Thursday, November 10, 2016
There’s been a lot of talk about the so-called ‘gig economy’ of late; so what exactly is it?
The gig economy is the idea that you can make a living through a series of part-time or project-based jobs – like designing a small-business website or writing code for a large corporate project.
The IT gig economy is huge and its development has been extremely rapid in just the past few years. In 2015 the share of the workforce engaged in ‘alternative employment arrangements’ had grown to 15.8 percent, a jump of 9.4 million employees since 2005. By comparison, the U.S. economy gained just 9.1 million new jobs over the same time frame.
The tech sector is particularly suitable for gig economy work. For instance, the software development process has become well-structured and compartmentalized, making it simpler to parse out through contract work.
Some online-based services, like Uber, are linked with the gig economy, but make up just 0.5 percent of overall employment, the smallest section of this type of employment. Standard contingent work and contract employment still make up the biggest parts of the gig economy.
The workforce’s growing interest in flexible hours and various technological developments have been major drivers of the gig economy, but perhaps the Great Recession may have been the biggest driver of all. Job losses caused by the economic downturn had many effects, including forcing people to find new ways of making ends meet and a long extension of unemployment benefits that allowed many people to dip their toes in gig economy waters.
Some freelancers such as .NET Developers or Project Managers say they see themselves doing it for the foreseeable future. Others have said freelance work is a stepping stone to a more satisfactory job, and many of them say these are committed to contract work for their entire careers.
Even though freelancing has it downsides, like the constant search for well-paying work and the absence of benefits like company-subsidized healthcare, many say their experience as contract employees offers many perks and they have found resources to help them find good placements.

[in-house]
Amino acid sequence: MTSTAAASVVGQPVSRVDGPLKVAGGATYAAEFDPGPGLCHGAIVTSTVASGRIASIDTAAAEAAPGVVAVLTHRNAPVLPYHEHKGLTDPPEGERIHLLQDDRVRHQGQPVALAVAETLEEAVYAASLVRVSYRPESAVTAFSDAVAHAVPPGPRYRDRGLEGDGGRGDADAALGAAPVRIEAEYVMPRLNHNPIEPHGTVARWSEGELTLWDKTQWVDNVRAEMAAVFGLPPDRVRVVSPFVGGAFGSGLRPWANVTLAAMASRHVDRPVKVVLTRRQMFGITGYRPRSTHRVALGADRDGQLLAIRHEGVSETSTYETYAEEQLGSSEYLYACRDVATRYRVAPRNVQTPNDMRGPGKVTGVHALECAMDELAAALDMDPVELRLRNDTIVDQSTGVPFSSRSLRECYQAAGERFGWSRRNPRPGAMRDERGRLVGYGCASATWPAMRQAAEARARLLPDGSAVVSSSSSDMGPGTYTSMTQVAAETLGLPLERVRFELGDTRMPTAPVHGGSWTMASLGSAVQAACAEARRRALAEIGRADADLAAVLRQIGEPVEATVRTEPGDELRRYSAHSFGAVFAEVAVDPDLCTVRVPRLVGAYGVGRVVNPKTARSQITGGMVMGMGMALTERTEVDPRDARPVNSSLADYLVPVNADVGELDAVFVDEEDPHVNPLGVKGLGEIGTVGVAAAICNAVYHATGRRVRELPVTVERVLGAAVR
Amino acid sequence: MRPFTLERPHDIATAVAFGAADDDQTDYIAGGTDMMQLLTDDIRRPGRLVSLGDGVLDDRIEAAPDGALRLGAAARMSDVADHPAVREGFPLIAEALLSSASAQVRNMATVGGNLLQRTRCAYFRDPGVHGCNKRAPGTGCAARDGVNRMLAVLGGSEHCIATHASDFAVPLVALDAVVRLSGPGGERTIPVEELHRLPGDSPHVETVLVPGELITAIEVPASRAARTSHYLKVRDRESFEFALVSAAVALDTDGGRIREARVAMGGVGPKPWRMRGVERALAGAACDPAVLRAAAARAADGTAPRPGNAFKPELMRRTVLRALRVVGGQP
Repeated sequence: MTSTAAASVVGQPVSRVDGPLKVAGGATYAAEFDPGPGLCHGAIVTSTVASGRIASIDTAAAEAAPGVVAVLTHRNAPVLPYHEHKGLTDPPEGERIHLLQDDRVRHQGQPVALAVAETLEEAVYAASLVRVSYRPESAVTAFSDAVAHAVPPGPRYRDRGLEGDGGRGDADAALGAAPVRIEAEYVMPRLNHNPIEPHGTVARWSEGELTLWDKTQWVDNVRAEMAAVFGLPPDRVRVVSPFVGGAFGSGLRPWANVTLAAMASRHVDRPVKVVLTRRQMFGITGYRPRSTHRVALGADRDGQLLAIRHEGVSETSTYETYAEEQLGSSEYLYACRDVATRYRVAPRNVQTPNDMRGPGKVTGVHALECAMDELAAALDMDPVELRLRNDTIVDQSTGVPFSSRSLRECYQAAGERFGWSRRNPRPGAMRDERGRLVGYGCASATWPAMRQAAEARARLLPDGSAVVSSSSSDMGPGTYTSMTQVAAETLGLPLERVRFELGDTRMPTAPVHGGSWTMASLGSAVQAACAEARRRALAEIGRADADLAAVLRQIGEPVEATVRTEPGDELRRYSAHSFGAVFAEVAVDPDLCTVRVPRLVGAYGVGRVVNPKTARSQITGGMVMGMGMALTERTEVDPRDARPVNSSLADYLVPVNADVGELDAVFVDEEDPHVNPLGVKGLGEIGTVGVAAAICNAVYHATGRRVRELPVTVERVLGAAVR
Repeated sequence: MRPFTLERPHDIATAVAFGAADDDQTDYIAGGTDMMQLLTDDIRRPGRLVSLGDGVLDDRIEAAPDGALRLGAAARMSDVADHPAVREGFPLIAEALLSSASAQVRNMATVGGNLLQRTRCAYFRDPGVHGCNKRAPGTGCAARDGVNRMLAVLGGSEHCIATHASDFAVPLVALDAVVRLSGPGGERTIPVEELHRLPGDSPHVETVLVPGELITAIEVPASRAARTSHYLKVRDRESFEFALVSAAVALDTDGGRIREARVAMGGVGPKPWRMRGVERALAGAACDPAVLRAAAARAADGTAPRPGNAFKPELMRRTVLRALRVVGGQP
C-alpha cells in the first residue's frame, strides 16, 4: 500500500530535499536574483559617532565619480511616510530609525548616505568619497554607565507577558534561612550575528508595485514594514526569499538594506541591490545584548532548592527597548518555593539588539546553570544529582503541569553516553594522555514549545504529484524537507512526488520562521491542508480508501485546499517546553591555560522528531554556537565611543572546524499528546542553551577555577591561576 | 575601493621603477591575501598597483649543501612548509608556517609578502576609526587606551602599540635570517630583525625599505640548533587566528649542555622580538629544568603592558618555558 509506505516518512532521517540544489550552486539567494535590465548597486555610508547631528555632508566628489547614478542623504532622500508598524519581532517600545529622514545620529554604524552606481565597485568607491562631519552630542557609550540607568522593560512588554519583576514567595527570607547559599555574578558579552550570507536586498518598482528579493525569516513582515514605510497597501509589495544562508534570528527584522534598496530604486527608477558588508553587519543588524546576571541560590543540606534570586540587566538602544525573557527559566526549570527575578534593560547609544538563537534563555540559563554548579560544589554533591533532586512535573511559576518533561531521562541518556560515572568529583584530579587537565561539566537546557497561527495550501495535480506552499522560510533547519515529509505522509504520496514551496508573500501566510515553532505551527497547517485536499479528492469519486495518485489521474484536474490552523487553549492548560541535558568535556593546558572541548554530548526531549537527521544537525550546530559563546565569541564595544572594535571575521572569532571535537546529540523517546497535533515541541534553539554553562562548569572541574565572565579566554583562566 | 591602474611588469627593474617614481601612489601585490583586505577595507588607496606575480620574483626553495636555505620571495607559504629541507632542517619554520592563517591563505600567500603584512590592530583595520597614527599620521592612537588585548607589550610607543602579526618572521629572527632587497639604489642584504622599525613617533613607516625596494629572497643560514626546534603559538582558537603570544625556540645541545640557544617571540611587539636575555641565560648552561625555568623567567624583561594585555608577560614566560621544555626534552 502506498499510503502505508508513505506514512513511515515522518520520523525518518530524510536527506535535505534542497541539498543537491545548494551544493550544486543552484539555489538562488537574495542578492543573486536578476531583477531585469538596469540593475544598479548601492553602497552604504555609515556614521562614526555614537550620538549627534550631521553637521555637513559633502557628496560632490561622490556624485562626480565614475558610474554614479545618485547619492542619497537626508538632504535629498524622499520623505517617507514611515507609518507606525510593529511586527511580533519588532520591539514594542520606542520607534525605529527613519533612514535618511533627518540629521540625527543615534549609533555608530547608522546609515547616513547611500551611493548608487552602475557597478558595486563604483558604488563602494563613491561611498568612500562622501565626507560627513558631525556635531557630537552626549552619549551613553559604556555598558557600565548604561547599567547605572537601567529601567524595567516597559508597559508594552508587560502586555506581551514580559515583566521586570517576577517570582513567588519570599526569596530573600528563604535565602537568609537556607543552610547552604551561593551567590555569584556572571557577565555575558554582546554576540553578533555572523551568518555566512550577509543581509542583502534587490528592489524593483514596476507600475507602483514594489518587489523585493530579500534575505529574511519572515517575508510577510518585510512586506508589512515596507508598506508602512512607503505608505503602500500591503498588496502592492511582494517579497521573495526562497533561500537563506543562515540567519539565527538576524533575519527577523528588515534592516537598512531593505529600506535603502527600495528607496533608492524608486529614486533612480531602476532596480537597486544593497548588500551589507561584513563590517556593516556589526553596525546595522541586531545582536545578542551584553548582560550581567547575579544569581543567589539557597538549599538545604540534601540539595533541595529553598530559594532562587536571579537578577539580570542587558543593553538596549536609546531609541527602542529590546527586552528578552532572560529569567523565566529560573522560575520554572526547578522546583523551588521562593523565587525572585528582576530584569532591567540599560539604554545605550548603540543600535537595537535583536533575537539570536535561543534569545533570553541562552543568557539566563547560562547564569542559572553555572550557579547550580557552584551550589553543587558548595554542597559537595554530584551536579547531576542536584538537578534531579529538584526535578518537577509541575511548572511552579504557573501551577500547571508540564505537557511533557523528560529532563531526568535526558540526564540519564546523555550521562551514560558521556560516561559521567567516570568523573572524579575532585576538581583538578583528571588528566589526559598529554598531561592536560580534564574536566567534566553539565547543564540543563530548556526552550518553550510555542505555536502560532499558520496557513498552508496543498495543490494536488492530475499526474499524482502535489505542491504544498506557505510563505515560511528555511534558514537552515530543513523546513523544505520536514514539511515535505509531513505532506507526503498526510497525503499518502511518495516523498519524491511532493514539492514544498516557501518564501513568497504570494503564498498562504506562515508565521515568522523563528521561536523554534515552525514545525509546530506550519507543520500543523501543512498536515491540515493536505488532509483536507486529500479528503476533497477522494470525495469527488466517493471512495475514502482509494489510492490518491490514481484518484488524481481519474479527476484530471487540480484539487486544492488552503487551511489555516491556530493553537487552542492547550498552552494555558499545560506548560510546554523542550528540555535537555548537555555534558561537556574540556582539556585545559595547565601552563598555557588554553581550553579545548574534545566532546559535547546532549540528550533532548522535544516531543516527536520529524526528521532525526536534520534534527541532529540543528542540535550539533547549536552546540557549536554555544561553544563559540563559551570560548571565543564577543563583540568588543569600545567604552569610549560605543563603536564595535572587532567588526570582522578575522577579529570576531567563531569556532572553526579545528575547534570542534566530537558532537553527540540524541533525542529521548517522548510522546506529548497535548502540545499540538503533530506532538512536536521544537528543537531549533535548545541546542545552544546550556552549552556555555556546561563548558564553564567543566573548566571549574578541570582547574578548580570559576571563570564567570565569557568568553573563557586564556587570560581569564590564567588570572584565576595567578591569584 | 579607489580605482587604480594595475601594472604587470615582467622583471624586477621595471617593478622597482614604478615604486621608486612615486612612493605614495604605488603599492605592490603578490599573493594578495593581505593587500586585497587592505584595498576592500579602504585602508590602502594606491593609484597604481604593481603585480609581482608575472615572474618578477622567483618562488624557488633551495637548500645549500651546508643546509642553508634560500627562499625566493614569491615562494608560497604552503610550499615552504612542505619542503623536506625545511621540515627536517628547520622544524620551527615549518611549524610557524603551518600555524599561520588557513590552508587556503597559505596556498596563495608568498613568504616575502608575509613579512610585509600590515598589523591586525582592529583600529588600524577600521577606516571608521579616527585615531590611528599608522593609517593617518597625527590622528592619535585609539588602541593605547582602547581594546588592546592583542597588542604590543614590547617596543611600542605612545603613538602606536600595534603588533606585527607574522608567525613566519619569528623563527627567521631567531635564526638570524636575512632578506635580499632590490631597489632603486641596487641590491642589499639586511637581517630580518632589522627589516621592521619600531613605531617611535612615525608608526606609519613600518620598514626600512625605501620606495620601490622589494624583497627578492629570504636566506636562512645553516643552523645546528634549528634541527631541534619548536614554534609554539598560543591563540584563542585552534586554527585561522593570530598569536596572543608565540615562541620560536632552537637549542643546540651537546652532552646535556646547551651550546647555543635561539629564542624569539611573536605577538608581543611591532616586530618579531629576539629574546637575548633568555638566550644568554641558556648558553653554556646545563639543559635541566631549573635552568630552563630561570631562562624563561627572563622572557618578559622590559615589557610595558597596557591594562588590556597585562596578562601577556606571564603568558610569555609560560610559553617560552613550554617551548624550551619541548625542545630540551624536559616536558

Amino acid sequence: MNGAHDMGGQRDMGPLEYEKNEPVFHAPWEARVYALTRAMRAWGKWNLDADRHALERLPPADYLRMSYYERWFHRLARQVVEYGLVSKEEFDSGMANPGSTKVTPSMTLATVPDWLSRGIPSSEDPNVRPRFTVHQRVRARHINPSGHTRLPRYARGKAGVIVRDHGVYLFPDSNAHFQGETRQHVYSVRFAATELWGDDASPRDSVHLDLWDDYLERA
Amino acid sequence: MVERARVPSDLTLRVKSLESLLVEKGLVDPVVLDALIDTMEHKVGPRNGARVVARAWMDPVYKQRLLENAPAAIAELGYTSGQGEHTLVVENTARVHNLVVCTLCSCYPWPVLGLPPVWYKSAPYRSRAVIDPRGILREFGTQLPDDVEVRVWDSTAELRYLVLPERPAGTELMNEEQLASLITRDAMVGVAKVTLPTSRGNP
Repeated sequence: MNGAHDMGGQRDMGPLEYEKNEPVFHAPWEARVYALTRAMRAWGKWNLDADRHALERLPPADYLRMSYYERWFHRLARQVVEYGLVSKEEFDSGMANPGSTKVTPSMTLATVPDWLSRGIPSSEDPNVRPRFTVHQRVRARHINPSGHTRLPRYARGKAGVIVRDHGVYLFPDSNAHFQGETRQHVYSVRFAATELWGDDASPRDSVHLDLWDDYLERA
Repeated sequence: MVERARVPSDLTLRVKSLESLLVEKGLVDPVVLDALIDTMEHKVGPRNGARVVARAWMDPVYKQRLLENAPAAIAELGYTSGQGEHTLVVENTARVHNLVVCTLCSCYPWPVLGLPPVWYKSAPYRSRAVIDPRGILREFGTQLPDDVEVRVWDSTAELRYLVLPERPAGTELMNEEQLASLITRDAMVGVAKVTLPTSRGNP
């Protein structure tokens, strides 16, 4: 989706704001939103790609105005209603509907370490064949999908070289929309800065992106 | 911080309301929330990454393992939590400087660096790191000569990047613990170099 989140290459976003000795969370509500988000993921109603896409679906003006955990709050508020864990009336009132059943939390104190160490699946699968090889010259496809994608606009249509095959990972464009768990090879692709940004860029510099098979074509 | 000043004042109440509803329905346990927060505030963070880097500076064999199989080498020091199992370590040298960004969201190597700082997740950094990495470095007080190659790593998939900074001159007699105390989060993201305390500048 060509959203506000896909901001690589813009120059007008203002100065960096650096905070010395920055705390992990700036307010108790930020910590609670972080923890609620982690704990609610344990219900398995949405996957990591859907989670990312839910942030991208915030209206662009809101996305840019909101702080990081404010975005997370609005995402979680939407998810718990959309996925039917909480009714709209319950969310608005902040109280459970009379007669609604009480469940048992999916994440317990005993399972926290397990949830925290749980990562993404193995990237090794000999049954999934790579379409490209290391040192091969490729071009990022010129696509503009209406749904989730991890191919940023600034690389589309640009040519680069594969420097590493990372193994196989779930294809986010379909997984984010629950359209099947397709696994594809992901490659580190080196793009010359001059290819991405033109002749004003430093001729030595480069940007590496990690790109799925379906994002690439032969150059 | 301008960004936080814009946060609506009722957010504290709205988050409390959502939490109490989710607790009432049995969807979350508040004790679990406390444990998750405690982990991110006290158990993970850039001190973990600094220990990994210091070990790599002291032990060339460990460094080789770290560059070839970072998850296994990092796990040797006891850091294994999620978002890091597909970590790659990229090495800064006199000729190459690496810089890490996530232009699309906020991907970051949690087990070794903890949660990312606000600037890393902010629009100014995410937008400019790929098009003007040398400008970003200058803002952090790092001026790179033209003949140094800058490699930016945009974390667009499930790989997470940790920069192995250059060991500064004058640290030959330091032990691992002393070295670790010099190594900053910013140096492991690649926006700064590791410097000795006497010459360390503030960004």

What the gig economy means for companies
The biggest public debate regarding the gig economy is over contract employees versus full-time workers. There are a number of repercussions tangled up within this distinction: Businesses have all manner of regulatory, legal and tax obligations for full-time workers that they don’t have with contractors.
Companies may be lured to use independent contractors as a low-cost workaround, particularly considering the Affordable Care Act’s mandate that companies with a minimum of 50 full-time workers must provide health insurance. However, the consequences for classifying employees incorrectly could be massive, with legal and financial penalties based on the size of the entire company payroll.
Running a company by the book doesn’t just keep the IRS at bay, there’s also the chance it will strengthen your connections with those who work for you. Establish a reputation as a company that treats their workers and contractors well, and you’ll bring benefits in recruitment and employee retention.
The IT community is a tightly knit and highly competitive space. Top companies are looking for strategic partners to help them find, manage, and keep top talent.
At Software Management Consultants, we regularly help companies leverage the gig economy to their financial benefit. If you are currently looking for a custom talent acquisition solution, please contact us through our website.